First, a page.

Sandwich Generation Survival Tips
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Many people are members of the sandwich generation because they’re confronted with problems related to caring for aging parents while still raising a family. If you’re one of them, here’s some advice directly from a Regions Wealth Manager. 

As a Wealth Executive, I’m used to helping my clients through a host of life’s challenges. And in recent years, more clients are coming to me with worrying stories about their aging parents—from health problems like dementia to attempts to defraud them of their wealth

One woman said her mother had become convinced that she had won a new luxury car, even though she’d never entered a raffle. Others report their parents getting calls from people claiming to have their grandkids held hostage, stating they need to wire money or the kids will get hurt.

All of this is going on while my clients are busy working and raising their own children. And these are just some of the stresses faced by the so-called Sandwich Generation—people typically in their 40s and 50s who have both a parent aged 65 or older and a child 18 or younger. In many cases, they provide financial support to both their kids and their parents. 

I work with these clients to help them navigate what can often be intense emotional and financial pressures without sacrificing their own well-being and priorities. Some of the tools I use include:

Proactive and ongoing planning.

Because people in this position must manage conflicting demands on their financial resources, planning becomes critical. By establishing priorities and a road map to their financial goals, it’s possible for them to simultaneously save for their retirement, a child’s college and adequate care for elderly parents. Planning also highlights the difficult choices and trade-offs they may need to make. I sometimes remind my clients that it’s possible to take out a loan for college, but nobody will lend them money for retirement.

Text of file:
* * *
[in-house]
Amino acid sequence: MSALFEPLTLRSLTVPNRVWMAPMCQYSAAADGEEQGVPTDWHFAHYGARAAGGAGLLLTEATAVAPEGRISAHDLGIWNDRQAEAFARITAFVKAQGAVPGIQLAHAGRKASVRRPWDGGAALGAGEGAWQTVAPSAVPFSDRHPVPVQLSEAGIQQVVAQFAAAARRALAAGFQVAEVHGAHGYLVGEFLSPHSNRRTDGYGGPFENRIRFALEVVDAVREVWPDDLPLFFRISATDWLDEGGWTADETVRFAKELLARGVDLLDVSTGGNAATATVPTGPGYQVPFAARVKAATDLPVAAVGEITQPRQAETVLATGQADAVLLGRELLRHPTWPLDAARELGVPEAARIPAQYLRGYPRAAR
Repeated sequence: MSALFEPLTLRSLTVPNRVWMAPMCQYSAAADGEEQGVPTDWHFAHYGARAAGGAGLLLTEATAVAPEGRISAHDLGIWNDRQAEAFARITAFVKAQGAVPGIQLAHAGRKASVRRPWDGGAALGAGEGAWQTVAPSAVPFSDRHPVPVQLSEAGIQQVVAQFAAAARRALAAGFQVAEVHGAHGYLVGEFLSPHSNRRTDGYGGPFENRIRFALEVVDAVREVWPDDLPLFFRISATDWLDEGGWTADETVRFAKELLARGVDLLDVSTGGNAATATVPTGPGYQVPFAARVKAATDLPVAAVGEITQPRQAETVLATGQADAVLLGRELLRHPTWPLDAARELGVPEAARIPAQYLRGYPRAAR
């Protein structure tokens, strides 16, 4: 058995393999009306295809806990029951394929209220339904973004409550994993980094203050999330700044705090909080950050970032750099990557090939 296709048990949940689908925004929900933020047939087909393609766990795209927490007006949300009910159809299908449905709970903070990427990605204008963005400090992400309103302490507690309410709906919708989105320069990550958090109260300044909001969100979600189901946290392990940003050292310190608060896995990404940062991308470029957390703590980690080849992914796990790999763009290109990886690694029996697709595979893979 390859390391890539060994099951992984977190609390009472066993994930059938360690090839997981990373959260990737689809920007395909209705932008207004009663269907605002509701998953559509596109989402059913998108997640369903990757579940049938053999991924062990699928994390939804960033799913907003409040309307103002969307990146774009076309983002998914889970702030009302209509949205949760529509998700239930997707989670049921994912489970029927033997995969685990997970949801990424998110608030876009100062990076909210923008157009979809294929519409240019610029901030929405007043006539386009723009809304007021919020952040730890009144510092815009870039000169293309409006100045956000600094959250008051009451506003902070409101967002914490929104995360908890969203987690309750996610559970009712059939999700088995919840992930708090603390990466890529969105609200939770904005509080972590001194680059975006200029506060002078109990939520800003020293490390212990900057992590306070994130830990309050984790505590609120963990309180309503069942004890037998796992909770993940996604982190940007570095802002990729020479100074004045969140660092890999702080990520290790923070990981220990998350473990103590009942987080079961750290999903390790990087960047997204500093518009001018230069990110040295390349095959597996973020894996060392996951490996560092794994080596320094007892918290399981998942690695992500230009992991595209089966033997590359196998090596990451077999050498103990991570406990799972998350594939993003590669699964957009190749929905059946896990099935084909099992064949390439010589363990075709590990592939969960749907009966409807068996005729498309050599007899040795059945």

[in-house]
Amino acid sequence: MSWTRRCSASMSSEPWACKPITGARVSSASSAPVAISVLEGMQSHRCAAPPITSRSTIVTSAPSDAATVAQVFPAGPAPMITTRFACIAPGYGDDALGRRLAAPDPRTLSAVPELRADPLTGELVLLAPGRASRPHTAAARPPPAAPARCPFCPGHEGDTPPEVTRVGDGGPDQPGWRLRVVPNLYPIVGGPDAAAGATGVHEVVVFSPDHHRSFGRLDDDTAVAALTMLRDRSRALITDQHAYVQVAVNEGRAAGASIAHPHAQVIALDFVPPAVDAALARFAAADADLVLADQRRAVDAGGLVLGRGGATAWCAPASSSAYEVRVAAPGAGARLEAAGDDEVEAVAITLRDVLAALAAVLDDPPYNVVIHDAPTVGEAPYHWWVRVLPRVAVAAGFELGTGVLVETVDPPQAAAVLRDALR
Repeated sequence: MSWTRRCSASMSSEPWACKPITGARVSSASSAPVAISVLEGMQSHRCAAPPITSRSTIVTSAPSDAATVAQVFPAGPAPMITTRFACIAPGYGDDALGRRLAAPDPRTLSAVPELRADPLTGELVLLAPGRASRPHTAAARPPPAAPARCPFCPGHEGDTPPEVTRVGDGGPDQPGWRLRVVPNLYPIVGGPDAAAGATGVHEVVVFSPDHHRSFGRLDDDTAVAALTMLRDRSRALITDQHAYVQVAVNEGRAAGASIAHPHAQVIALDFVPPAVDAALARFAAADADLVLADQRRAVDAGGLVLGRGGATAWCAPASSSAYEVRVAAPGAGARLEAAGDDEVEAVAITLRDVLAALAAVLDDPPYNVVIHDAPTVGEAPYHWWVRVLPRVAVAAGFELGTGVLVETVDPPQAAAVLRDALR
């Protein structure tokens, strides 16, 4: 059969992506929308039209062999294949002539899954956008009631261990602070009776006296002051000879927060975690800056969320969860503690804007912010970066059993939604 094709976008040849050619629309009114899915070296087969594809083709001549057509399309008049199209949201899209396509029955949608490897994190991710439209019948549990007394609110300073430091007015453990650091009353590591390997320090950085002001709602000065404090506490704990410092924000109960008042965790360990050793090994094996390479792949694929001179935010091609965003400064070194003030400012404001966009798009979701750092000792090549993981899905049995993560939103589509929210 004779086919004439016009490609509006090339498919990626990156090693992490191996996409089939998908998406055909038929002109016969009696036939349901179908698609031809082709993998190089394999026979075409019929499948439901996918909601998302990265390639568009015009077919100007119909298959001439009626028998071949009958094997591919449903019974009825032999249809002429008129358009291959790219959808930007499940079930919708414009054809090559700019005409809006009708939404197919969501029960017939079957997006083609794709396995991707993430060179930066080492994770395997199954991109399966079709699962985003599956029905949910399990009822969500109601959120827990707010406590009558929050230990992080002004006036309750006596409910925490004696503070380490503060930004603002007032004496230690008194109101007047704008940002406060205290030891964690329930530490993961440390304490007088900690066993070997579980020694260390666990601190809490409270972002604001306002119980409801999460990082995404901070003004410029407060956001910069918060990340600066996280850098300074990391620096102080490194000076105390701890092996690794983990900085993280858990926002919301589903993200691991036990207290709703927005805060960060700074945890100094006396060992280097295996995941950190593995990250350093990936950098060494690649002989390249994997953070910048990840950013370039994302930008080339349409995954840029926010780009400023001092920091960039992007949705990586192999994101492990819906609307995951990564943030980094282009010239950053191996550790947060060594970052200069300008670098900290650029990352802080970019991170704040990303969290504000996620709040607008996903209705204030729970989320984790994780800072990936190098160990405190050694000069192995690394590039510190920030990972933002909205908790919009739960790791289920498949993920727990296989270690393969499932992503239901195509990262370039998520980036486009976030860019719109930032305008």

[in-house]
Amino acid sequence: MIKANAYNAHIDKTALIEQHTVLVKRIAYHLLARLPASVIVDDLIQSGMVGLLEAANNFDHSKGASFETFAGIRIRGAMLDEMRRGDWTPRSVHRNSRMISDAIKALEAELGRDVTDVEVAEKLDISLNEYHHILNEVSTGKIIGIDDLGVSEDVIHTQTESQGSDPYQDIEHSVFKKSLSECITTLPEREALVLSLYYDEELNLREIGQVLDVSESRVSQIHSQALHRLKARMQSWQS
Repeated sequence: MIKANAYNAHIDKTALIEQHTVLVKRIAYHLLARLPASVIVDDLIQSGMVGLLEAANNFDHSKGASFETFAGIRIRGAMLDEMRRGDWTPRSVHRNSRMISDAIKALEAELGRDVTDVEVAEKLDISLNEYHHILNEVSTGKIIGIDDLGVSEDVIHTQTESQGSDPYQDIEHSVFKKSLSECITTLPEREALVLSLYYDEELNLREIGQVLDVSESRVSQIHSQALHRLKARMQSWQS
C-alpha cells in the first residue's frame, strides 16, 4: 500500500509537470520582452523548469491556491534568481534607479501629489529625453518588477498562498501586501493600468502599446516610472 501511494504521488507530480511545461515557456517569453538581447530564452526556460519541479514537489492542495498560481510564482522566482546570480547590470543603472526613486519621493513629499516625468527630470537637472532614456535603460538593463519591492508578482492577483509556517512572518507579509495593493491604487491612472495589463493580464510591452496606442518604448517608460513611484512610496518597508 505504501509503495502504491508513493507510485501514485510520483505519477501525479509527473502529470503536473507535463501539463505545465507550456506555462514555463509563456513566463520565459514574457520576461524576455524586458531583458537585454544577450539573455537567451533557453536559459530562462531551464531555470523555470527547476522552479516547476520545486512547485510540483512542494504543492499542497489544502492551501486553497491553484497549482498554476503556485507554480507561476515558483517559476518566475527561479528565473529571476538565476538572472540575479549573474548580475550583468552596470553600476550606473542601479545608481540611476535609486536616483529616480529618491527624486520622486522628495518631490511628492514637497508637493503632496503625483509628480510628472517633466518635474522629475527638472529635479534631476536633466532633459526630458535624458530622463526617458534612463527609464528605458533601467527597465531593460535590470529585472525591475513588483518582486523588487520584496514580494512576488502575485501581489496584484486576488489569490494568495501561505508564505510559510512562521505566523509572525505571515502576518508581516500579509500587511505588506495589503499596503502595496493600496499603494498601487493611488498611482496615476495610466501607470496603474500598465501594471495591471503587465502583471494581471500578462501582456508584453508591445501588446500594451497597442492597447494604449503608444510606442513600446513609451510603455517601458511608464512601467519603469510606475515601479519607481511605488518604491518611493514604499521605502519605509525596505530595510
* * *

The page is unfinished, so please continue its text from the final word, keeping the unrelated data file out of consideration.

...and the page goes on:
A power of attorney and durable medical power of attorney.

There often comes a time when elderly parents are no longer able to make sound financial or  health-care decisions. Before that happens, I encourage my Sandwich Generation clients to secure the legal authority to make those important decisions by executing a power of attorney and a durable medical power of attorney. Be aware that some financial institutions won’t accept a blanket power of attorney, so take the time to find out what’s required to control your parents’ accounts. 

A document locator.

A complete financial picture is essential to good decision-making. But that’s impossible if you can’t locate a parent’s accounts, find important documents or identify her advisor. At Regions, we share a document locator with clients to help them collect all the information they need to make smart choices on a loved one’s behalf.

A trusteed IRA.

Clients often worry about the financial choices their children might make if they were to inherit a significant amount of money all at once. Trusts and trusteed IRAs are one way to pass money to your heirs, but with restrictions on how and when they access that money.  

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This information is general in nature and is not intended to be legal, tax, or financial advice. Although Regions believes this information to be accurate, it cannot ensure that it will remain up to date. Statements or opinions of individuals referenced herein are their own—not Regions'. Consult an appropriate professional concerning your specific situation and irs.gov for current tax rules. Regions, the Regions logo, and the LifeGreen bike are registered trademarks of Regions Bank. The LifeGreen color is a trademark of Regions Bank.

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